Throw Out the Parenting Formulas: Intro to Principles for Parenting

When we knew our first baby was on the way, Hillary read numerous books on parenting while I skimmed some of them. There were other parents who we interacted with during that time who were “those parents.” You know, the parents who read the book with the secret to getting your newborn to sleep through the night. Maybe you were one of those parents. We would all love that perfect universe where there was a perfect formula for parenting. But I believe the perfect formula just doesn’t exist.

When I think of a formula, I think back to my algebra days in middle school where we had equations like A + B = C. These were controlled environments. If you knew two of these numbers you could be guaranteed of finding the third. Nothing would change that.

I wish that there was a formula to parenting like high warmth + high structure = good, healthy kids but I don’t believe one exists. It might work for some but I think it leaves the other parents frustrated, discouraged and stressed. It creates an unhealthy expectation for parents that they just can’t live up to.

So if I am throwing out parenting formulas and highly structured philosophies of parenting, what am I proposing? I believe that there are principles that can guide our parenting. These principles do not guarantee success. I have seen kids of great parents grow up and walk away from their religious beliefs and ultimately their parents. There are no guarantees of success in parenting. That is one of the risks we take as parents.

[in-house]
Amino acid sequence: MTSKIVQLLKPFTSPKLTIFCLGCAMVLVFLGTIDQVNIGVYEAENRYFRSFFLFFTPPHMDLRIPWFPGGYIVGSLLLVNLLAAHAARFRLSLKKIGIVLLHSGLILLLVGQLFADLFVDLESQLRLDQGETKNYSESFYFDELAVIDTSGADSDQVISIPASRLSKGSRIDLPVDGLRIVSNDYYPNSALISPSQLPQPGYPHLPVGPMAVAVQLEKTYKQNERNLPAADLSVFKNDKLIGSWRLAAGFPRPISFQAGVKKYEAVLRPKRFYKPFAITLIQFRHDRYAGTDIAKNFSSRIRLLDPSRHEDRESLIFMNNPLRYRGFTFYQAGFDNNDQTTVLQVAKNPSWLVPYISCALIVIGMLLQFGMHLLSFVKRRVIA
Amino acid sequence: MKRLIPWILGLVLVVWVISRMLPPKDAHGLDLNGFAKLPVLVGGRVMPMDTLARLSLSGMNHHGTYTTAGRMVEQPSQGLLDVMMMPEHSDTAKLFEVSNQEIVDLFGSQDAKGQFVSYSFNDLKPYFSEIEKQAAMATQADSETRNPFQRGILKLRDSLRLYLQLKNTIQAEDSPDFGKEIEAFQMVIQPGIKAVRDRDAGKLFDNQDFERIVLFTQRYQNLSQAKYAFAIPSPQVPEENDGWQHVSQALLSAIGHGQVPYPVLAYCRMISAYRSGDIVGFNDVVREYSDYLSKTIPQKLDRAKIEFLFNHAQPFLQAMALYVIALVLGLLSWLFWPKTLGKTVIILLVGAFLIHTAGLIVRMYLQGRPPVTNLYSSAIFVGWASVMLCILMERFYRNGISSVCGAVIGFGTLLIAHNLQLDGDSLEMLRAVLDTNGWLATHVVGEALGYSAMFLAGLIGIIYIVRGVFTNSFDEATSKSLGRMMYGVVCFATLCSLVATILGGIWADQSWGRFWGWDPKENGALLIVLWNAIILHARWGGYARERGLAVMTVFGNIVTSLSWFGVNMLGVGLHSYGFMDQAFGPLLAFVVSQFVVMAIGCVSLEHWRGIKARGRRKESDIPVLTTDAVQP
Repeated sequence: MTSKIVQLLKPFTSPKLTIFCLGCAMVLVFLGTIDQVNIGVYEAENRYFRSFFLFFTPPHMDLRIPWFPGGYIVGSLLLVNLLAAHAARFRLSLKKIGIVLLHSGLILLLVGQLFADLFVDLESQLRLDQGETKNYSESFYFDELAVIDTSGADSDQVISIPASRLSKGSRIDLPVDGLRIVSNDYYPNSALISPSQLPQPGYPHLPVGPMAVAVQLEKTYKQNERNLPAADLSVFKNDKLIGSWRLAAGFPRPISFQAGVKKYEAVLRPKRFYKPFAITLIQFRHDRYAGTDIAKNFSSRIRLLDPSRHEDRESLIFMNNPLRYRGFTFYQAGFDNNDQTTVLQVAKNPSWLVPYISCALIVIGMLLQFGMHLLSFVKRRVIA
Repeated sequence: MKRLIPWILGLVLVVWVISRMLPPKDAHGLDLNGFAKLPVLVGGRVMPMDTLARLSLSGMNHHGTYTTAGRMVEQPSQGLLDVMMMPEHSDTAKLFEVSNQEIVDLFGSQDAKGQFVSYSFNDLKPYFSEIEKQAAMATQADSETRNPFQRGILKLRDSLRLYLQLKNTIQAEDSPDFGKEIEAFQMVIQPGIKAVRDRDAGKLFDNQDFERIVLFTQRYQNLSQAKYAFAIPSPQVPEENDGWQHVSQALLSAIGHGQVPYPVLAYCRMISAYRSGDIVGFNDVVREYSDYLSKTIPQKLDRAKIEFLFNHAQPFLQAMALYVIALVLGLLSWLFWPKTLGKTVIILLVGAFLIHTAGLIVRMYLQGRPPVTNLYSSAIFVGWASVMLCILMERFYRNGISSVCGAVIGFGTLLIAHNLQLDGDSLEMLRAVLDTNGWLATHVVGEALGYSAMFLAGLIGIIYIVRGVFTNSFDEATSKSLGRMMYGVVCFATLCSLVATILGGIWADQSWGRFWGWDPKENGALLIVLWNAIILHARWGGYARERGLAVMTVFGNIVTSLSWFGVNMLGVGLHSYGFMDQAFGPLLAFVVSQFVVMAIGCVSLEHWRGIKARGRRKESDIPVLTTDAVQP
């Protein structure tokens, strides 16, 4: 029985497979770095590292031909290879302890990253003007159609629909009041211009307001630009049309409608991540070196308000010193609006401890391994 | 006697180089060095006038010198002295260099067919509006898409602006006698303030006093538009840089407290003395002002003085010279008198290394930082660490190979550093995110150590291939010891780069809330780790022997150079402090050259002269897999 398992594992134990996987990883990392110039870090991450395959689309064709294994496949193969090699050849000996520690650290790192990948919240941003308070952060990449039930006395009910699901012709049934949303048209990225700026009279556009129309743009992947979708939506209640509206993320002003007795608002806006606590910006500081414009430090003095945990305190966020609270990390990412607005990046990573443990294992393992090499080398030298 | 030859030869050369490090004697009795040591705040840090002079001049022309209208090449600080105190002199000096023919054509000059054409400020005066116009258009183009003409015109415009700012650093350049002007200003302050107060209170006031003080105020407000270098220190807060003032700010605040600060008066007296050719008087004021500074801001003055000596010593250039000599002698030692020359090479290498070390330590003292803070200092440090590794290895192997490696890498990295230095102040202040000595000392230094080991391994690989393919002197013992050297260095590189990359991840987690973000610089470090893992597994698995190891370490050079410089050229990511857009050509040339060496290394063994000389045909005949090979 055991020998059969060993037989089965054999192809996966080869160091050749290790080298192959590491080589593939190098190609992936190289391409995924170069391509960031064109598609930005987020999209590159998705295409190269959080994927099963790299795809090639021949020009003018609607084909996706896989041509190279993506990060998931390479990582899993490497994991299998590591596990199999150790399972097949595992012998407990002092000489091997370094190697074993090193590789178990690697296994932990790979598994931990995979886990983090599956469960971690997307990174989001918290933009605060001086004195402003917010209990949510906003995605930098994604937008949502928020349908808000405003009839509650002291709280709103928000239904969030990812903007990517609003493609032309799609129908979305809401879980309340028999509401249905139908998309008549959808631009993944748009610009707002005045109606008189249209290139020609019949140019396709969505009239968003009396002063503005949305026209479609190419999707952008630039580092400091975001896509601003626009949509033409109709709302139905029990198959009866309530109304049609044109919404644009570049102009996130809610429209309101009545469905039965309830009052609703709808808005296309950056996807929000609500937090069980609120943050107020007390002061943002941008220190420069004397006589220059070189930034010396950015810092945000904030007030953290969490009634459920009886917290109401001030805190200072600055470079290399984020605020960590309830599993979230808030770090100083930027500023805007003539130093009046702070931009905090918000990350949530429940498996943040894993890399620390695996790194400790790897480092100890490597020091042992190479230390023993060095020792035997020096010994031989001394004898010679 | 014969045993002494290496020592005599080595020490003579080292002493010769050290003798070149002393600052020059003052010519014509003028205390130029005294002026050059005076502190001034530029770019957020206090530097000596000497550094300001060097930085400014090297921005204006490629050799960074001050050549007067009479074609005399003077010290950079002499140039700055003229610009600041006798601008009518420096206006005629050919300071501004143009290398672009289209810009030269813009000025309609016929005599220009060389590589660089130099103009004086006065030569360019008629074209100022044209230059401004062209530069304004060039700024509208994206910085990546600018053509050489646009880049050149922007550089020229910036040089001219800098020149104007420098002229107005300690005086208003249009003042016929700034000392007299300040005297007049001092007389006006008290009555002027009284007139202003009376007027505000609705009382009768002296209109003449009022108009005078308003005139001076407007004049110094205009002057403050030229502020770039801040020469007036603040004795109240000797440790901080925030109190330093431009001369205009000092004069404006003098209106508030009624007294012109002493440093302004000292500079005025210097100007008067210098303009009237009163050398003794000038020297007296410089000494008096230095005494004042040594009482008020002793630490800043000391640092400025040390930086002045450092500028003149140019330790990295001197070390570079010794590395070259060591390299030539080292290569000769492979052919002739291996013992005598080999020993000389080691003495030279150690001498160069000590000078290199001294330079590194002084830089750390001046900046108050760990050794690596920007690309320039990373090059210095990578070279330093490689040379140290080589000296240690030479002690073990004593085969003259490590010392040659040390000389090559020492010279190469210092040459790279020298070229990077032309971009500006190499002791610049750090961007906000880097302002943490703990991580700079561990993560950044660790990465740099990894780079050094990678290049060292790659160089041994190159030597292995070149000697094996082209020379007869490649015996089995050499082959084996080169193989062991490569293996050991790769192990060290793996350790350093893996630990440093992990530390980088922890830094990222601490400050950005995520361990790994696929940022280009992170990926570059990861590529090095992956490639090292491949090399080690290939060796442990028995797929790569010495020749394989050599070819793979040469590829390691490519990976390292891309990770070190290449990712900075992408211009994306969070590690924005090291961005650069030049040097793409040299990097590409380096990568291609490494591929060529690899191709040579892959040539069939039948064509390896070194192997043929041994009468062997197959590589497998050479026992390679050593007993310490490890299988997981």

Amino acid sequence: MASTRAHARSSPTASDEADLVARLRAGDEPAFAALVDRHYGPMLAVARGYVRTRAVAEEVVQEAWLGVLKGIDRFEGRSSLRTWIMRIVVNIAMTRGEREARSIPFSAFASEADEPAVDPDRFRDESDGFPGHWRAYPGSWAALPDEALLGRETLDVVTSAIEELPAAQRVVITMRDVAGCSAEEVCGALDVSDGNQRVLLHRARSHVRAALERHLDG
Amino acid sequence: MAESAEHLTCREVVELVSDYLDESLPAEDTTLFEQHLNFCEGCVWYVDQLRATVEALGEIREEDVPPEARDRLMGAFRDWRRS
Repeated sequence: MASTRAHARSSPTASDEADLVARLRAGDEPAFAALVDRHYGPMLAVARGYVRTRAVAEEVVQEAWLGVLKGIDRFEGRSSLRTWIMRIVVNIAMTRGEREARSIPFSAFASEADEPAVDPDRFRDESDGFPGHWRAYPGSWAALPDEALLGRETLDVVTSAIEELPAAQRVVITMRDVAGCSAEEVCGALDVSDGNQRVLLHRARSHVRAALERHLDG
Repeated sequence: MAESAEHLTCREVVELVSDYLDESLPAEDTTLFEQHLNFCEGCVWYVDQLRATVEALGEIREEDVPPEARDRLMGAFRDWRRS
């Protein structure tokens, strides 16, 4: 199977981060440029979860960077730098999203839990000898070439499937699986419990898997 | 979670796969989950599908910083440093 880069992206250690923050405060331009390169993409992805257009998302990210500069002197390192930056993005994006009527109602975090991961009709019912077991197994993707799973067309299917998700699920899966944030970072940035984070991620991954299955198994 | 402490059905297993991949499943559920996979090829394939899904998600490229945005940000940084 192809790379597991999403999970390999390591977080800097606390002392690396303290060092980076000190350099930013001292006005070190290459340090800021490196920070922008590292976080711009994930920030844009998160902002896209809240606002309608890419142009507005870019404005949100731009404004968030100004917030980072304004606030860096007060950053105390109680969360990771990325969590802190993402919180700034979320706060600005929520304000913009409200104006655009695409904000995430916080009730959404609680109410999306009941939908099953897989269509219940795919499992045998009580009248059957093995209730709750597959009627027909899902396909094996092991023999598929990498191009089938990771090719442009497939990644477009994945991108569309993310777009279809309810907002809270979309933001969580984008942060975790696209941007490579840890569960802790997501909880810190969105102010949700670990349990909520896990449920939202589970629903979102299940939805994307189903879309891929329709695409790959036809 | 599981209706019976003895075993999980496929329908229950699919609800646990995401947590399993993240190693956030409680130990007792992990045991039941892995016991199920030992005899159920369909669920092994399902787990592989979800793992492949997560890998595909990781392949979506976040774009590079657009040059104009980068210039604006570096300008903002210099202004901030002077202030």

What is a principle? A simple Google search finds that a principle can be defined as, “A fundamental truth or proposition that serves as the foundation for a system of belief or behavior or for a chain of reasoning.”

A principle transcends a specific context so that it can apply to numerous different parenting scenarios. In my opinion a formula doesn’t take into account the context and guarantees success regardless. Parenting formulas deal with specific behaviors and tasks to do while well thought out principles help parents to look at their specific context and decide what specific behaviors and tasks are best for them. Parents are trained to think on their own instead of just doing exactly what the book tells them to do.

Getting rid of the parenting formulas and learning to think on our feet based on our principles takes more work but the pay off is much better. Our kids might not turn out perfect but we won’t be left frustrated and discouraged because we put our hope in a formula that just doesn’t work for our kids and our context.

Over the next few weeks I hope to develop some of these parenting principles. Feel free to rip them apart and disagree. They won’t be good principles if you don’t think they work in your context.

Tomorrow I’ll dive into the first principle, “Spouse First, Parent Second.”

 

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Posted on June 12, 2012, in Family Strategies, Fatherhood, Principles for Parenting and tagged , , , . Bookmark the permalink. 1 Comment.

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